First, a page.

NEW ALZHEIMER’S TEST

By Team Beller / August 13, 2019

ALZHEIMER’S TEST

The most frequent question we’ve fielded on the website the past month: Is there a test for Alzheimer’s?

Alzheimer's Research - Beller Health

A Day Late & A Dollar Short

Until now, doctors could not diagnosis Alzheimer’s disease until stage two symptoms, and then only through CAT scans and MRIs. MRI and CAT scans show protein deposit growth in the brain area responsible for memory.

Diagnosing Alzheimer’s in stage two frustrates doctors, patients, and loved ones worldwide.

Potential Breakthroughs

For decades, researchers probed behind the scenes for better options. Several unrelated research projects the last couple years push us to the threshold of inexpensive, accurate tests to detect Alzheimer’s two decades before the first symptoms manifest.

One promising study focused on developing an Alzheimer’s blood test.

Washington University Study

A Washington University School of Medicine in St. Louis[1] study developed a blood test focusing on two beta-amyloid proteins:

By measuring the ratio between the two proteins, the blood test predicts Alzheimer’s up to two decades prior to first symptoms.

The researchers published their findings[2] in the publication Neurology[3] in August. Building on a previous Washington University of Medicine study[4], the researchers collected blood samples and administered PET scan to 158 adults 50, only 10 showing cognitive decline. The tests and PET scan agreed 88 percent of cases, no high enough to form an accurate clinical diagnosis.

When the research team included two leading risk Alzheimer’s risk factors, age and APOE4, the accuracy improved to 94 percent.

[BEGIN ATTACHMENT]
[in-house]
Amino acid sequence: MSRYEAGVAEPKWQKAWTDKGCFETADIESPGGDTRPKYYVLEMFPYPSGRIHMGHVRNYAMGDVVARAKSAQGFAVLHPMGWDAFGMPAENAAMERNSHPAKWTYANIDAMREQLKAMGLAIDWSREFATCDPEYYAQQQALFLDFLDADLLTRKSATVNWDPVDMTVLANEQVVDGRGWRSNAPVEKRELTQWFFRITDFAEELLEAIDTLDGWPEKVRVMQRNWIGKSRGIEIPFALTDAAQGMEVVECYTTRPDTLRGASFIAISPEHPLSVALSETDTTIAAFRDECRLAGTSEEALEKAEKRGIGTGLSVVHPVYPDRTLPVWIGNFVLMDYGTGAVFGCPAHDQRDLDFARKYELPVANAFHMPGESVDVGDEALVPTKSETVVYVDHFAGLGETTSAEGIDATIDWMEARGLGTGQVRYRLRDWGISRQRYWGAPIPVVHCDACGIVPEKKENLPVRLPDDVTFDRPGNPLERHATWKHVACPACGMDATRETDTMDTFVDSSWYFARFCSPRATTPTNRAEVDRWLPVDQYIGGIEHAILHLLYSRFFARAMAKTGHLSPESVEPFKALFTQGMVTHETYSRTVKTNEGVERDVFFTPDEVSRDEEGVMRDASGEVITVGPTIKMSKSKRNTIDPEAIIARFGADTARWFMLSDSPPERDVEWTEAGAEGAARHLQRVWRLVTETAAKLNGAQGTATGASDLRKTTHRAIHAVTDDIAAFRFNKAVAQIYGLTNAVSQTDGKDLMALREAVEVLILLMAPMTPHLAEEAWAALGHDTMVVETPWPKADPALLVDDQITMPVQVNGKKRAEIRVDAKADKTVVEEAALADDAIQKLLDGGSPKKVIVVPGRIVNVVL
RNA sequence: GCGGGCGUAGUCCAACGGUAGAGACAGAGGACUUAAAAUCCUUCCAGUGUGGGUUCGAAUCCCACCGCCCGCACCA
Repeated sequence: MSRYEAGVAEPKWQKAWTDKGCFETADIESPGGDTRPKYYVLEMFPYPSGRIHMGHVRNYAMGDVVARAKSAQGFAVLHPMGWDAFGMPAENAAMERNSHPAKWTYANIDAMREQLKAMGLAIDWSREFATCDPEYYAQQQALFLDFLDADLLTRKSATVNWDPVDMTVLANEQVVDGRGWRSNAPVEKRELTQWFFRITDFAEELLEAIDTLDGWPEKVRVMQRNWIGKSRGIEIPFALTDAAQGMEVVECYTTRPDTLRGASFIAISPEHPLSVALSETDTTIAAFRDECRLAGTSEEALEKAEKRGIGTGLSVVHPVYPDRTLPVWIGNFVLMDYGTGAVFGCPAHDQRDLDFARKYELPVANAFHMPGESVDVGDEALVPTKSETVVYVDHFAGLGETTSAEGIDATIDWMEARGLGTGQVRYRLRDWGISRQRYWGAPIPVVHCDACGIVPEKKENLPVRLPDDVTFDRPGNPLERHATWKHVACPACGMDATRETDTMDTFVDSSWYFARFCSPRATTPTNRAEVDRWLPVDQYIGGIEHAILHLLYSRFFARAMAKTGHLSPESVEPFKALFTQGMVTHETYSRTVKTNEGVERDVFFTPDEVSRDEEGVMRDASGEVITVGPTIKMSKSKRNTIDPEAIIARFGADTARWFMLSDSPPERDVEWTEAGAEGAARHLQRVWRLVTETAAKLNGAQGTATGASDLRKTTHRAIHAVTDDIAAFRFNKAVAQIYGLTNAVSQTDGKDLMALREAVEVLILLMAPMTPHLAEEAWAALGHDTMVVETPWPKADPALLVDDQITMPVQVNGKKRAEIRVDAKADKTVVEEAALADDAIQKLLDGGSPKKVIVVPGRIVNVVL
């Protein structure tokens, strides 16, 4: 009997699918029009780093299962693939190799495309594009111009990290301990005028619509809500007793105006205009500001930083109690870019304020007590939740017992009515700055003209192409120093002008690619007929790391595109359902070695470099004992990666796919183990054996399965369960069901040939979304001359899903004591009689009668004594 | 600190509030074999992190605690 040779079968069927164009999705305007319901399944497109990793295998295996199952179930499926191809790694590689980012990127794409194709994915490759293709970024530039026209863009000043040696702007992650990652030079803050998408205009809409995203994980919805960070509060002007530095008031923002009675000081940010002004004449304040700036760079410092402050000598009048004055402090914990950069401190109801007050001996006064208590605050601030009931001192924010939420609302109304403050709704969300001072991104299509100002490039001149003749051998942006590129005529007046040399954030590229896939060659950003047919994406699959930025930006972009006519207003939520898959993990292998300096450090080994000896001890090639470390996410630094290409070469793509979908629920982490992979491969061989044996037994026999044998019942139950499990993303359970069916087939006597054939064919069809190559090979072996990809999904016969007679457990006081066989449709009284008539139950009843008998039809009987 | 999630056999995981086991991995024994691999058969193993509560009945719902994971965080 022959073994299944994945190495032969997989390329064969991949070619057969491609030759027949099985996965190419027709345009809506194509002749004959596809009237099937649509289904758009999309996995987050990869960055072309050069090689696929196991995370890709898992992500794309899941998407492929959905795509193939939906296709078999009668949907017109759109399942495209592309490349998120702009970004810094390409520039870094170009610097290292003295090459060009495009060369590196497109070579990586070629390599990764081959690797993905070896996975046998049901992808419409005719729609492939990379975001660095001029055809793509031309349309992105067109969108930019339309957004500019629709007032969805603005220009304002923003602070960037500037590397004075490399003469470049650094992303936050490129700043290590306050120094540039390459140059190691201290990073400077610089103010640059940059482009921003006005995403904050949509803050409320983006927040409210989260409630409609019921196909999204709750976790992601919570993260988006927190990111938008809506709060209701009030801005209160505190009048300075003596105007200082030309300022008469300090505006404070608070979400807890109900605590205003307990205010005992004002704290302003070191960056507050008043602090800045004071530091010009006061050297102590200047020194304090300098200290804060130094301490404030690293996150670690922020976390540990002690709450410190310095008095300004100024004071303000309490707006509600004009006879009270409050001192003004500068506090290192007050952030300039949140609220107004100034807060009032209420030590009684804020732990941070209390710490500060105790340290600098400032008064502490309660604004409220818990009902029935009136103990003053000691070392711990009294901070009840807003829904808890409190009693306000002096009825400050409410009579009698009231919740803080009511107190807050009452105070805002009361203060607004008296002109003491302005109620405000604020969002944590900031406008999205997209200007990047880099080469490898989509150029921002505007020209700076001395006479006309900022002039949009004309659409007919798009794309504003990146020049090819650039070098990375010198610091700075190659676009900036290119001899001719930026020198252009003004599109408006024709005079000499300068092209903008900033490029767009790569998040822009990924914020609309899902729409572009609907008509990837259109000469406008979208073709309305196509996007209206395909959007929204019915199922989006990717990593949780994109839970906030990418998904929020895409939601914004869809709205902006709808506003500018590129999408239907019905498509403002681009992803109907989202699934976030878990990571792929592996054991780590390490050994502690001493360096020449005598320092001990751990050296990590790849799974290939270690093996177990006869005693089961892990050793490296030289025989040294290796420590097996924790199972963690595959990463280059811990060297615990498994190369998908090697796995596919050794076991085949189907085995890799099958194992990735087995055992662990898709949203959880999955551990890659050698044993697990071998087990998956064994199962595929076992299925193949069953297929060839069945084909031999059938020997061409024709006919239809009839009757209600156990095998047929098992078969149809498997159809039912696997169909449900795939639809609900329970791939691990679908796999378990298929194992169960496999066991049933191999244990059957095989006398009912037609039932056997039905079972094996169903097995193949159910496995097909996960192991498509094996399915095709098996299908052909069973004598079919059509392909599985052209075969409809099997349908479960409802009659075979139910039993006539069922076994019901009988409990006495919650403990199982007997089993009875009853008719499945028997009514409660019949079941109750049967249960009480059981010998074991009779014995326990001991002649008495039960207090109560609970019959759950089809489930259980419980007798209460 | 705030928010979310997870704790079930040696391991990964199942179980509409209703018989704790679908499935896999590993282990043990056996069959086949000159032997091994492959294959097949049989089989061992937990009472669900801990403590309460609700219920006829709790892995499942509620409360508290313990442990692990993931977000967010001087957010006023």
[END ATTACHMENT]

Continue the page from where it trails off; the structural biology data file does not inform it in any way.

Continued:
How Does The Blood Test Work?

The test focuses on the amyloid beta 42 levels causing plaques in the brain associated with Alzheimer’s. Researchers concluded amyloid beta 42 levels decrease 10 to 15 percent compared to amyloid 40 in those developing amyloid plaques. The team theorize the amyloid deposits are forming in the brain instead of released into the bloodstream as normal.

Why Detecting Alzheimer’s Disease Early Is Important?

Knowing decades ahead of certain Alzheimer’s might seem counter-productive and risk robbing years of worry-free normal living.

For some, knowing they will one day get Alzheimer’s enables them to plan and live their life with the knowledge. Most of us look back and our childhood and think how different we would do things if we could redo it with our current knowledge. Knowing when one is 30-40, they will get Alzheimer’s when they are around 65 allows one to face their fate head on.

Others might crumble under the weight of such knowledge. Knowing Alzheimer’s is down the road is a heavy load to carry through adult life.

However, detecting the disease early is a major step in developing a cure and better treatment. Advance detection provides researchers better participant pools for studies related to Alzheimer’s cures, treatment, and better understanding a disease that kills one of three seniors.


Senior author Randall J. Bateman, MD, Professor of Neurology explained the study’s importance[5]:

If you want to screen an asymptomatic population for a prevention trial, you would have to screen, say, 10,000 people just to get 1,500 or 2,000 that would qualify. Reducing the number of PET scans could enable us to conduct twice as many clinical trials for the same amount of time and money. It’s not the $4,000 per PET scan that we’re worried about. It’s the millions of patients that are suffering while we don’t have a treatment. If we can run these trials faster, that will get us closer to ending this disease.

The study is another step forward but more testing and FDA approval are necessary before a blood or urine test becomes standard medical practice.


Jerry Beller, Lead Author & Researcher, Beller Health Research Institute

Jerry is the lead author and researcher at Beller Health Research Institute. Among his accomplishments, Beller wrote the first book on the newest dementia classification, LATE, and is one of the few in the world to write books on all 15 primary dementia types. 


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